Entertainment

Blood-Soaked 'Mandy' Is the Best Nicolas Cage Movie in Years

Courtesy of RLJE Films

Note: This review originally ran during the Sundance Film Festival in January 2018. Mandy is now playing in select theaters and is available to rent or purchase via iTunes, Amazon, and OnDemand platforms. We highly recommend it. And once you've seen it, you'll want to read more about the movie, and especially Cheddar Goblin.

There's a moment about midway through Mandy, director Panos Cosmatos's heavy-metal John Wick-ian fever dream that debuted at Sundance on Friday night at midnight, where Nicolas Cage, wearing only white briefs and a sweat-stained t-shirt with a tiger on it, guzzles a bottle of vodka, howls in pain, and, for a few seconds, stares directly into your soul. The 54-year-old actor vibrates with emotion, transforming into a vessel of anger, despair, and madness. His face is coated in a thin film of blood, sweat, and tears. The three mix together to form a mask of rage. A shield of human need. An existential warpaint.

After years in the wilderness, Nicolas Cage has his swagger back.

It was inevitable. There comes a time in many movie stars' late career periods when critics and fans begin to speak of them using the same half-hearted qualifiers we use to talk about long-running, possibly over-the-hill rock bands. Superlatives like "This is the best U2 album since Achtung Baby," "best R.E.M. record since New Adventures in Hi-Fi," or "best Rolling Stones album in… decades," are used to describe work that may or may not actually recapture the glory days of yore. You've seen it happen with actors as universally celebrated Al Pacino, Robert De Niro, or Jack Nicholson. Now it's Cage's turn.

Your exact point of reference for what Cage's most recent peak was may vary. For my money, the psychedelic revenge narrative of Mandy is probably the best Cage movie in over a decade -- probably since Adaptation in 2002. As Red Miller, a humble lumberjack in the Pacific Northwest circa 1983, he gets to be a quiet romantic and a violent lunatic. It's in the same wild-eyed, gonzo vein as his iguana-hallucinating turn in Bad Lieutenant: Port of Call New Orleans, but there's also a tenderness to this coke-sniffing, biker-slaughtering odyssey. This is the most poignant, emotionally raw movie with a chainsaw fight I've ever seen.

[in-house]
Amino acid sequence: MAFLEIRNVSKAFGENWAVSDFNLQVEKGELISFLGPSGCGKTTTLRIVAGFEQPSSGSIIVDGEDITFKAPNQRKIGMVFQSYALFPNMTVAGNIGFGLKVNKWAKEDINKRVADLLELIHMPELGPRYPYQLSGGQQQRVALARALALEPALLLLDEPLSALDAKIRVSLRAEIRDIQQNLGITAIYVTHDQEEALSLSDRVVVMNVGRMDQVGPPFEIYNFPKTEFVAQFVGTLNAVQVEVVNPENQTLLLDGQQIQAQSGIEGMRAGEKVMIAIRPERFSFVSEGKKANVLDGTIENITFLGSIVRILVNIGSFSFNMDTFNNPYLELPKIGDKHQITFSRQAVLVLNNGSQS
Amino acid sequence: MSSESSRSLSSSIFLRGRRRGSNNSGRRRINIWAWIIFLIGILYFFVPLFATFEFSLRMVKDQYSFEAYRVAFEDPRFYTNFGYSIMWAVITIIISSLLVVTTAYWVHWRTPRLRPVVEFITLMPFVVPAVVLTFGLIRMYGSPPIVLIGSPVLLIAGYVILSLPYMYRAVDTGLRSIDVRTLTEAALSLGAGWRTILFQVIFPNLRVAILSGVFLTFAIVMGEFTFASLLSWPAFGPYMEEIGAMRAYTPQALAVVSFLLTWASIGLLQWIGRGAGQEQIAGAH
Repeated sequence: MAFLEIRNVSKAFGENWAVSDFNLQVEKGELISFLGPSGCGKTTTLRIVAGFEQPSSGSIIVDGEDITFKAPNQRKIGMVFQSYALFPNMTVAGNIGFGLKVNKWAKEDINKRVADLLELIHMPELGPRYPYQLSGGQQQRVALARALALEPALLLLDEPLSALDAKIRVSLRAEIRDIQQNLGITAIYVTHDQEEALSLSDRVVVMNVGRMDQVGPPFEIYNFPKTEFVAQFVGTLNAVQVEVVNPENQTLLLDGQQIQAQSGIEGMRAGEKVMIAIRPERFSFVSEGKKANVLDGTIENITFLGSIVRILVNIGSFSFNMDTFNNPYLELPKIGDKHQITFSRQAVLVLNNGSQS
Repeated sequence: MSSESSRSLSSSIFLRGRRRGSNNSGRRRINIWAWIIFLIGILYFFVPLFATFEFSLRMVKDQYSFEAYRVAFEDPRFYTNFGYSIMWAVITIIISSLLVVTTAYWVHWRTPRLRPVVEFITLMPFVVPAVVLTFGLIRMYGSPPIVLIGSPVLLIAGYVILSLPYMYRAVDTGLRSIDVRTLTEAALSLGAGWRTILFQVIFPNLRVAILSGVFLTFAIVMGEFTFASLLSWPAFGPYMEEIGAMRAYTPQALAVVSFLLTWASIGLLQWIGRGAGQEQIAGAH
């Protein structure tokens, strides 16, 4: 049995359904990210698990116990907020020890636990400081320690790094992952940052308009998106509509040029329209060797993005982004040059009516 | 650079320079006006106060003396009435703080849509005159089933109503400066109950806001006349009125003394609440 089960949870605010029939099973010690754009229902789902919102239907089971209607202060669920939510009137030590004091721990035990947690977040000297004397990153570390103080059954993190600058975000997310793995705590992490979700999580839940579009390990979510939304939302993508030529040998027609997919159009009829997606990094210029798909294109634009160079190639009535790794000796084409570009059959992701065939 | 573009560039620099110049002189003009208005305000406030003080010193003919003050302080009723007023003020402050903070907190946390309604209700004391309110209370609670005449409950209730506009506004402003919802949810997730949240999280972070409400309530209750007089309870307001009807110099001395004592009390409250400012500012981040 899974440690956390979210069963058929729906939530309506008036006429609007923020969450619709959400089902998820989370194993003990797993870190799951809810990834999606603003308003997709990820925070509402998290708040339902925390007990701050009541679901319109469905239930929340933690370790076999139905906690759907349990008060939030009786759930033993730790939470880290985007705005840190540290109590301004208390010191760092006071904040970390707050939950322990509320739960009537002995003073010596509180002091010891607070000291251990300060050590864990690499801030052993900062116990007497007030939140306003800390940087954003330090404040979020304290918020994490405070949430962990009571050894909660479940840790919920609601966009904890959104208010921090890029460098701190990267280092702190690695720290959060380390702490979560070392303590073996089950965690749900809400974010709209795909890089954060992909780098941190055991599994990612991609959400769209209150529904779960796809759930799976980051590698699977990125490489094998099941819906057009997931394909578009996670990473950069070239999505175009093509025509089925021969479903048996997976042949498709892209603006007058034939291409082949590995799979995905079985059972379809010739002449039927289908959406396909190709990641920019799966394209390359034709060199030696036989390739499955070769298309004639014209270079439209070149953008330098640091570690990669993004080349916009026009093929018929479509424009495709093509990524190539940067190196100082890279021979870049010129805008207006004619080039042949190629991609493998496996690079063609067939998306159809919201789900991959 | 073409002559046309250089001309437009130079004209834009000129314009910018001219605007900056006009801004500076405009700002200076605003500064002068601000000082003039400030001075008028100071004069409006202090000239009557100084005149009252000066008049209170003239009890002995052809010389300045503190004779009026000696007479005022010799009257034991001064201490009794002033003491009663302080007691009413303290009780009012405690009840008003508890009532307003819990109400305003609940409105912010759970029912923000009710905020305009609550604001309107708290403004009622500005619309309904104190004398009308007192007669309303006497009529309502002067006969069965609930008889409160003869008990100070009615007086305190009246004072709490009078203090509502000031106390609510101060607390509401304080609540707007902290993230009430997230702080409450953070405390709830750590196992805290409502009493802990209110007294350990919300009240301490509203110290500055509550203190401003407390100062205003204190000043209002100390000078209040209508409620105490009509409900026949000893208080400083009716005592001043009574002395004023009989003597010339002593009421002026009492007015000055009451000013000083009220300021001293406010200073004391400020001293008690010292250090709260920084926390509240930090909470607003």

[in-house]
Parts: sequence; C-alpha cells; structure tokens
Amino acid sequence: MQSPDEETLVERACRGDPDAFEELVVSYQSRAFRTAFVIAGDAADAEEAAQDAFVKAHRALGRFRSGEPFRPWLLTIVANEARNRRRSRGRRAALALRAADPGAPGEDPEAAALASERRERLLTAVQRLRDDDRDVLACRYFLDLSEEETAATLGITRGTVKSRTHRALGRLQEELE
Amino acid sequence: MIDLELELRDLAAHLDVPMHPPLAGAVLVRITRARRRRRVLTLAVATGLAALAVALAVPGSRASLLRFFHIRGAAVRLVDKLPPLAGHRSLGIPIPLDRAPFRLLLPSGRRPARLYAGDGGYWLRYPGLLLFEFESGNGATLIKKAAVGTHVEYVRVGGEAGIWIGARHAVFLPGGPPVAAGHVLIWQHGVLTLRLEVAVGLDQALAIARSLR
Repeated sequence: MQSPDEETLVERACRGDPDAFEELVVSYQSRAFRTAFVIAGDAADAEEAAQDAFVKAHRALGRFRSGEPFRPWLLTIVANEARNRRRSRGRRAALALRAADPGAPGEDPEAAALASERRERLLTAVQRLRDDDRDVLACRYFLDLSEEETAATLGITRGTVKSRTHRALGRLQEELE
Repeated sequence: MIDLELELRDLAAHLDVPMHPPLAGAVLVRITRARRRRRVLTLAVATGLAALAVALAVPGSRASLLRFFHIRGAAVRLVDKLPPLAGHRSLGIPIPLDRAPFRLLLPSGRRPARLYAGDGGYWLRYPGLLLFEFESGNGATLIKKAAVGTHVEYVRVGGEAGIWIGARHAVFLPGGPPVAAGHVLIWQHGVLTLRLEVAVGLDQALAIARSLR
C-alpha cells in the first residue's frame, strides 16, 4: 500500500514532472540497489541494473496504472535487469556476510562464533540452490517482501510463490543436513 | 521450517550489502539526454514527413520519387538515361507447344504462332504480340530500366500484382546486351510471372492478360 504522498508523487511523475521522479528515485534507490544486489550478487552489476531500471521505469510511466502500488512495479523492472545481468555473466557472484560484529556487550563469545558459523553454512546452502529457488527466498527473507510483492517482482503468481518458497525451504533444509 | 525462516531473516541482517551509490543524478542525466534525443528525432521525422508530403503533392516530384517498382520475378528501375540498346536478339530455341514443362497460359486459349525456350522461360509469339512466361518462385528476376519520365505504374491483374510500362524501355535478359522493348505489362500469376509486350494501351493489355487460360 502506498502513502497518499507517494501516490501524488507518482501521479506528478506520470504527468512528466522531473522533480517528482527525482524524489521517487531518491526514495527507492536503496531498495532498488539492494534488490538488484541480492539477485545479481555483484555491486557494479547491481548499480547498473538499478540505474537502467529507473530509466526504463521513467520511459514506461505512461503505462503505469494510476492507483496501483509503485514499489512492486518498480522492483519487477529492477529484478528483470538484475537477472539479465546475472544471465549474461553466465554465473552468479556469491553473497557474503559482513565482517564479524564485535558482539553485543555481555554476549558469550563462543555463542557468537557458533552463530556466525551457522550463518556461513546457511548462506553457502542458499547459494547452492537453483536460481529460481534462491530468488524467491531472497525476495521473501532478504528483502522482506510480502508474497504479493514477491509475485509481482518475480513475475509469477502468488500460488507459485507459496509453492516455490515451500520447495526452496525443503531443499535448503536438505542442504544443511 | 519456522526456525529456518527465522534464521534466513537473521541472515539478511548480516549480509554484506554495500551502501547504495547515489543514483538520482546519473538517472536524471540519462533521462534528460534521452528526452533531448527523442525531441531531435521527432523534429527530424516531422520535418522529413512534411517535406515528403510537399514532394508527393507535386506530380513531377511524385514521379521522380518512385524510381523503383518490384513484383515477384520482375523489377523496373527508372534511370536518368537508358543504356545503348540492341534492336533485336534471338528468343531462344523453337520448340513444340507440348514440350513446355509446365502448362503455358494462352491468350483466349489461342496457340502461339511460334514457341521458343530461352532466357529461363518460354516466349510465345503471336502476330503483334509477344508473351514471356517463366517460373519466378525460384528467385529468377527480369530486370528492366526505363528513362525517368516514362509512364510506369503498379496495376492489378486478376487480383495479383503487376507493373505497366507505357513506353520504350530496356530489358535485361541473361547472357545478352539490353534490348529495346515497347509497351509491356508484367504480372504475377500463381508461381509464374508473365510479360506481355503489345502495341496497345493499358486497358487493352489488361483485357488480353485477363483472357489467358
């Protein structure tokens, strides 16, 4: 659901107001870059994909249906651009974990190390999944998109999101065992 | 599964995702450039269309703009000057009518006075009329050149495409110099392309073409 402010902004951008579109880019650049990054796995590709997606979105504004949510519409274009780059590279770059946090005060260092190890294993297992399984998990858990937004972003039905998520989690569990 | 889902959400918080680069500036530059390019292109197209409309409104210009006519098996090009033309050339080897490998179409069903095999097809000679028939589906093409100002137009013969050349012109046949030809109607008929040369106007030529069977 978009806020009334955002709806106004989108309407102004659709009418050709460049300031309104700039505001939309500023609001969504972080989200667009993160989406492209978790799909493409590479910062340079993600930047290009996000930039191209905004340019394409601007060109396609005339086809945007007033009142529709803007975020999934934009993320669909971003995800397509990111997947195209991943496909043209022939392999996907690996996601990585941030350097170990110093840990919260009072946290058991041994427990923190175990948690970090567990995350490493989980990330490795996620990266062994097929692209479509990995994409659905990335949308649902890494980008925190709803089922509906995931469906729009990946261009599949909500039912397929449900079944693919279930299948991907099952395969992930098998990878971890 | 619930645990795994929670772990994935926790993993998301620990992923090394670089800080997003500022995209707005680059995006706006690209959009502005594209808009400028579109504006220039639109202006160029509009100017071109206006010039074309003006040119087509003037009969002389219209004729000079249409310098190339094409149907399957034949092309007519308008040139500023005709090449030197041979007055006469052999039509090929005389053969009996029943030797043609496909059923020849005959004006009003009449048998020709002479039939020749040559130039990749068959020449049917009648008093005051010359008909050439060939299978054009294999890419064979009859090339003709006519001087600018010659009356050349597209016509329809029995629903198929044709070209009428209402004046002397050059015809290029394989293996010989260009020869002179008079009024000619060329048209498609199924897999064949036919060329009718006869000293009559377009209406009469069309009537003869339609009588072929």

When we first meet Red, he's finishing a long day's work chopping down trees. A buddy offers him a beer, but he turns it down: He's heading home to be with Mandy, the Mötley Crüe loving, fantasy book reading love of his life played by Andrea Riseborough. In their house, the two live a quiet life of domestic bliss, sharing offbeat knock-knock jokes and hushed confessions in the night. The beginning of Mandy, which some critics have decried as too slow, has a soothing, pastoral quality that you'll either go with or not. Think of it as Cosmatos's version of Black Sabbath's "Orchid." I found it completely transfixing and necessary to frame up the mayhem that follows. 

Mandy movie
RLJE Films

Soon enough, chaos arrives in the form of the Black Skulls, a Manson-esque crew led by a long-haired, art-folk-singing hippie named Jeremiah (an unnerving Linus Roache). The group targets Mandy, kidnapping her and eventually burning her alive in front of Red, forcing him to watch as she becomes a sacrifice to their twisted ideology. The booze-chugging scene then follows and the movie shifts into an increasingly deranged second half defined by Red's quest for vengeance and his loosening grip on reality itself.

Similarly, the arc of Cage's career bends towards oblivion. It's not that the actor has abandoned the peculiar timing and oily charm that made him such a compelling screen presence in early comedies like Raising Arizona or Moonstruck. He certainly hasn't lost the taste for the absurd that powered mischievously overblown '90s spectacles like The Rock, Con Air, or Face/Off. However, the last decade, which has featured apocalyptic duds like Knowing and Left Behind, has been challenging for him. In between tepid blockbusters like the National Treasure series or The Sorcerer's Apprentice, he found time for underrated indies like 2013's Joe or 2016's Dog Eat Dog. But it was hard not to feel like he was becoming a parody of himself.

What does Mandy have that many of Cage's other recent genre experiments lack? A director who can out-weird him, which he's found in Cosmatos, the filmmaker behind 2010's sci-fi mind-bender Beyond the Black Rainbow. Filled with oddities like animated interludes, a commercial parody, and a fight scene with a mutant biker where porn plays in the background, Mandy is delightfully strange in an almost primal, mythological way. Above all else, it's a stellar example of how to use the Cage star persona to brilliant ends. His redemption becomes your salvation.

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Dan Jackson is a staff writer at Thrillist Entertainment. He's on Twitter @danielvjackson.